my point to you is that the time is not important' its about being alive enough to start to show yourself and others that you can still do amazing things if you dont give up. i know some here are physically unable to get on a running start line but if its your thing and you can then be there and enjoy the journey as the alternative is not a olace i need to be yet,

good luck in the race i wil” be at a cheering station cheering fior you"

kev

Dream like you have forever, live like you only have today Avatar is me doing the 600 mile Camino de Santiago May 2019

User
Posted 06 Mar 2019 at 16:25
Hi Kev

I've sent you a PM re stage 4 prognosis.

Thanks

John

User
Posted 06 Mar 2019 at 17:14
It depends on your stats - how quickly is your PSA rising and what is it currently?
"Life can only be understood backwards; but it must be lived forwards." Soren Kierkegaard

User
Posted 09 May 2019 at 10:12

Well, I did it! My last good run was on 8 March then on the 10th my back pain got worse and I developed sciatica that stopped my legs working properly. I missed the Bath Half as I could not run even 2 miles the day before it. Tried running several times after but 2 miles at a slow pace was my limit. When it became clear that there was no chance of me being on the start line I started taking the bicalutamide.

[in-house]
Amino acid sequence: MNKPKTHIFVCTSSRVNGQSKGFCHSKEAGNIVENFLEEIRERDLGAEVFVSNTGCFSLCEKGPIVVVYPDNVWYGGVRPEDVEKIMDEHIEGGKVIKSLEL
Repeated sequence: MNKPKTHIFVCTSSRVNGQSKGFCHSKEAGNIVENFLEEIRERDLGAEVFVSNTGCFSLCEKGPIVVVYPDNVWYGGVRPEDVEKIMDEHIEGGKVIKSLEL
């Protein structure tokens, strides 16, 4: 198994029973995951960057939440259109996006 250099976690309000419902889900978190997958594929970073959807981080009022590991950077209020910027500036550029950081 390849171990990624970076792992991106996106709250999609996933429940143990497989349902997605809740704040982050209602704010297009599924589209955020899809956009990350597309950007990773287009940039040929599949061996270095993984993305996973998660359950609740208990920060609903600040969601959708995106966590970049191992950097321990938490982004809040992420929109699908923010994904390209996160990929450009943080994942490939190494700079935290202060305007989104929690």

Then two weeks before the marathon, when I got the email asking me to confirm my attendance, I managed a 6 mile run and a couple of days later a slow and uncomfortable 10 miler. As I had prepaid the travel and accommodation and I could not defer again I decided to join the PCUK team on the start line and started a JustGiving page.

With the effects of the HT, the lack of training and continuing back problems I thought that I had no chance of finishing. 

The first 6 miles went quite well but thereafter the back pain slowed my pace. I kept plodding away and to my surprise I went over Tower Bridge and past the half way point. When I got to 19 miles I thought I would be able to finish and even had thoughts of upping the pace in the last 5 miles but soon after my pace suddenly dropped another minute per mile. From then on it was a matter of survival. I crossed the finish line in 3'45'43" with a strange sense of relief and astonishment that despite all my troubles I made it to the finish.